Recorded: 17 Jan 2003
I think that was all a little bit of a shock for me in many ways having come from a position in Australia where I think that the idea of supervision in the sciences was much stronger so that you got quite a lot of direction from the people you were working with, at least in the initial stages, although I do remember and I had a reputation for being fiercely independent and going in my own direction fairly quickly, but of course I’d switched fields quite a lot when I went to Cold Spring Harbor, so I really didn’t know much about the field.
So Joe [Sambrook] sat me down and kind of threw a few out ideas around. So in my naïve way I said okay, well where are the papers that I can read that will help me understand. “Oh, there are no papers,” he said, “This is all rumor. This is all things we know.” And so this was totally different because being in Australia things were more remote and really you knew about what was happening in science from the literature not from rumor or things we know.
So that was new. I had to deal with a completely different way of thinking about how you came up with projects and so on. I remember that the first project that was suggested really in retrospect was completely naïve. So I fiddled around with it and tried to get it to work and of course it didn’t work because, as I recall, we were trying to make mutants right in the origin of replication of SV40 which was what I was working on and of course they would all be lethal, so there’s no way that that would ever have worked. But in the process of doing that I found lots of other interesting mutants of the virus, which then actually became my main project. So a little bit of naiveté in the first place didn’t actually matter in that situation because it ended up yielding something really interesting.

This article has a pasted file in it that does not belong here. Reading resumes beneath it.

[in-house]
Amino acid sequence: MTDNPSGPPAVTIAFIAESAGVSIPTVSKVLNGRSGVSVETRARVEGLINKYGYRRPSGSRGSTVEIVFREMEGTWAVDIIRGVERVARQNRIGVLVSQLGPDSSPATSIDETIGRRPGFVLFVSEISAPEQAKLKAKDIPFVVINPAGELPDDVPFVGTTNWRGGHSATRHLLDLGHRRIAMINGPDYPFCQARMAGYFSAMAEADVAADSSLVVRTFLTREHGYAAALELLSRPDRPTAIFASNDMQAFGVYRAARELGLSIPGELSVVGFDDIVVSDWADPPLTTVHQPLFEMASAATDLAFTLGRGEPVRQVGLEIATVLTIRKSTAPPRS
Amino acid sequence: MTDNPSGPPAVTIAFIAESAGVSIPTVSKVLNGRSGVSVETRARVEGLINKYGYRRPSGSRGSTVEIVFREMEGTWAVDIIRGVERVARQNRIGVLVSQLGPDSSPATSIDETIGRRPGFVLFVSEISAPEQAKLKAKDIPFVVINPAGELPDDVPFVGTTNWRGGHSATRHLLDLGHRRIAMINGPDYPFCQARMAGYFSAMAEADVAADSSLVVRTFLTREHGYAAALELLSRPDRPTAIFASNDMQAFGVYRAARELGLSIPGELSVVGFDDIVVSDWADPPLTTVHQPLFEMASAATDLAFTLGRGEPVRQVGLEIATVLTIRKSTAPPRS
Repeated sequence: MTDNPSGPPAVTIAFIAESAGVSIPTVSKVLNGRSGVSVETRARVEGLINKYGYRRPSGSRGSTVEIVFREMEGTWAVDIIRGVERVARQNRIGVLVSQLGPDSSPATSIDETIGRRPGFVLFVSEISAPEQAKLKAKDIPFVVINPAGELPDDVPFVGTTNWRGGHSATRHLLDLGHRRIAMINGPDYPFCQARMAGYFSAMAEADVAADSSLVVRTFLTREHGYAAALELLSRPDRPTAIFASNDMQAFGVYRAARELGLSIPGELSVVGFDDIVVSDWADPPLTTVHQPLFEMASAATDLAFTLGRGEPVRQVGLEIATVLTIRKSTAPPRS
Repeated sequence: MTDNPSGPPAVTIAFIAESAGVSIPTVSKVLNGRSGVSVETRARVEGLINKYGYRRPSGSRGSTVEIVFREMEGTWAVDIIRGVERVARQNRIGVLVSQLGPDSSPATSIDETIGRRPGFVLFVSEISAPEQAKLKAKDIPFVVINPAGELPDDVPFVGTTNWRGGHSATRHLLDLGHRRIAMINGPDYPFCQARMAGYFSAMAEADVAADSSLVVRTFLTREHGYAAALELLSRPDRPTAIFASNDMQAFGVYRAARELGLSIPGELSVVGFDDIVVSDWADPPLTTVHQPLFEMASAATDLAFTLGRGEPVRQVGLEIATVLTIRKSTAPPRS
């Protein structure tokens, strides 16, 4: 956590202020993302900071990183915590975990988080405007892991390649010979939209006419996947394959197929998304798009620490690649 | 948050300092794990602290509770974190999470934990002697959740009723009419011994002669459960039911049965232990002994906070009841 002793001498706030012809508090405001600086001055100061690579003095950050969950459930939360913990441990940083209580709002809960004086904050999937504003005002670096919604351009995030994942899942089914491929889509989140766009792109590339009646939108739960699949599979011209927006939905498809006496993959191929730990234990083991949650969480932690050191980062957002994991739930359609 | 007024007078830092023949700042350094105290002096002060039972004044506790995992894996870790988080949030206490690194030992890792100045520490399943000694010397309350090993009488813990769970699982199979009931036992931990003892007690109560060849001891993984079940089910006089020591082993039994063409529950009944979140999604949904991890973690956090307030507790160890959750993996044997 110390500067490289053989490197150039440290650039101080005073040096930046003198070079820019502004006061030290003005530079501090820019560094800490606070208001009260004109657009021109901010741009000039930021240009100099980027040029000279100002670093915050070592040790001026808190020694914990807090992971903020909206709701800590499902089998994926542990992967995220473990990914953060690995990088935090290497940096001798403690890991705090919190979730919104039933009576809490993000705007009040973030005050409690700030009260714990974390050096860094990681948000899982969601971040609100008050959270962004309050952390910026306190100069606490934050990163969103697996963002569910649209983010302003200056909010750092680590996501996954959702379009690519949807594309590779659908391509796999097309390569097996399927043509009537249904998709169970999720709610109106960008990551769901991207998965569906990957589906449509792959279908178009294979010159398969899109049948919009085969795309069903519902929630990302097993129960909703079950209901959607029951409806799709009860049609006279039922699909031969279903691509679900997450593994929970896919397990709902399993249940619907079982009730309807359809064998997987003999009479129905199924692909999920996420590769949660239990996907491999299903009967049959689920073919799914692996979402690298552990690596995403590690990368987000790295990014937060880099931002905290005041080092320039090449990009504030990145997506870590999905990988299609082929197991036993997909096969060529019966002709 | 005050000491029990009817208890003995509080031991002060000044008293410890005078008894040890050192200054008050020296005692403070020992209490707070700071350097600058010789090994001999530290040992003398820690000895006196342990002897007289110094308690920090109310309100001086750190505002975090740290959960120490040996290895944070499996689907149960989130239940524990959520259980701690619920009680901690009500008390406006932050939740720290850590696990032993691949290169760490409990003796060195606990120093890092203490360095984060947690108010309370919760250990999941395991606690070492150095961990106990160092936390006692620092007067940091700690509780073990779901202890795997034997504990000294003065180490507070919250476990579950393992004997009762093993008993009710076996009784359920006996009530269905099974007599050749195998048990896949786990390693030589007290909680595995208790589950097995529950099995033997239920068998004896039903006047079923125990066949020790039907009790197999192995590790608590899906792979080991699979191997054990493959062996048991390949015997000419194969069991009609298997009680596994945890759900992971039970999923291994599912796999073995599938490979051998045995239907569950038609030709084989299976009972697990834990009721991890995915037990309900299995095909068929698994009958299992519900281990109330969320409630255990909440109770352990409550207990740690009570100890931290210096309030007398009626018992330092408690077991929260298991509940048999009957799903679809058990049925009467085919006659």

Merilyn Sleigh is a pharmacologist, molecular biologist and dean in the Department of Life Sciences at the University of New South Wales. After completing her Ph.D. at the University of Sydney in pharmacology and another PhD in molecular biology at the Commonwealth Scientific and Industrial Research Organization (CSIRO), she came to Cold Spring Harbor Laboratory to work under Joe Sambrook as a postdoctoral fellow researching the protein production of SV40. She returned to CSIRO, establishing one of the first laboratories in Australia using genetic engineering approaches to study influenza virus structure, evolution and gene regulation. She has become involved in developing the biotechnological industry in Australia. Sleigh is founding director of the Australian Biotechnology Association and is currently Chief Executive of EvoGenix, a start-up biotechnology company located in Australia.